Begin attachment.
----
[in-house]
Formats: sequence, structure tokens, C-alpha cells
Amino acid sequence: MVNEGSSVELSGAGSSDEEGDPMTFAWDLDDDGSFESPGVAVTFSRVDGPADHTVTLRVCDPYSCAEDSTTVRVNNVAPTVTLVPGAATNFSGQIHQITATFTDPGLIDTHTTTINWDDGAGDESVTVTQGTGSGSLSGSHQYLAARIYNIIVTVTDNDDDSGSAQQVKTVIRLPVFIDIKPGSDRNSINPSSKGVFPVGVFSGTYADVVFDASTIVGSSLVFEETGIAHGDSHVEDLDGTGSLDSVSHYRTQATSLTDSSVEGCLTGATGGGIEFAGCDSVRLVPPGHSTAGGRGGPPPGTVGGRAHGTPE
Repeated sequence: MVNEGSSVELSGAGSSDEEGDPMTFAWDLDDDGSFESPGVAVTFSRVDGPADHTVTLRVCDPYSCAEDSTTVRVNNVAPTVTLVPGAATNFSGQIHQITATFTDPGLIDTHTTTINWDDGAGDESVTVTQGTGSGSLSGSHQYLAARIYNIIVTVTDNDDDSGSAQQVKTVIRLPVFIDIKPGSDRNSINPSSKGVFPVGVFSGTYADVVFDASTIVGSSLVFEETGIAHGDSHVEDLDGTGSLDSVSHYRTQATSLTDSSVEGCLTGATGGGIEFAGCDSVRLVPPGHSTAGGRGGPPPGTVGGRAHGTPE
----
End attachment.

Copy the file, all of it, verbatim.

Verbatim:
[in-house]
Formats: sequence, structure tokens, C-alpha cells
Amino acid sequence: MVNEGSSVELSGAGSSDEEGDPMTFAWDLDDDGSFESPGVAVTFSRVDGPADHTVTLRVCDPYSCAEDSTTVRVNNVAPTVTLVPGAATNFSGQIHQITATFTDPGLIDTHTTTINWDDGAGDESVTVTQGTGSGSLSGSHQYLAARIYNIIVTVTDNDDDSGSAQQVKTVIRLPVFIDIKPGSDRNSINPSSKGVFPVGVFSGTYADVVFDASTIVGSSLVFEETGIAHGDSHVEDLDGTGSLDSVSHYRTQATSLTDSSVEGCLTGATGGGIEFAGCDSVRLVPPGHSTAGGRGGPPPGTVGGRAHGTPE
Repeated sequence: MVNEGSSVELSGAGSSDEEGDPMTFAWDLDDDGSFESPGVAVTFSRVDGPADHTVTLRVCDPYSCAEDSTTVRVNNVAPTVTLVPGAATNFSGQIHQITATFTDPGLIDTHTTTINWDDGAGDESVTVTQGTGSGSLSGSHQYLAARIYNIIVTVTDNDDDSGSAQQVKTVIRLPVFIDIKPGSDRNSINPSSKGVFPVGVFSGTYADVVFDASTIVGSSLVFEETGIAHGDSHVEDLDGTGSLDSVSHYRTQATSLTDSSVEGCLTGATGGGIEFAGCDSVRLVPPGHSTAGGRGGPPPGTVGGRAHGTPE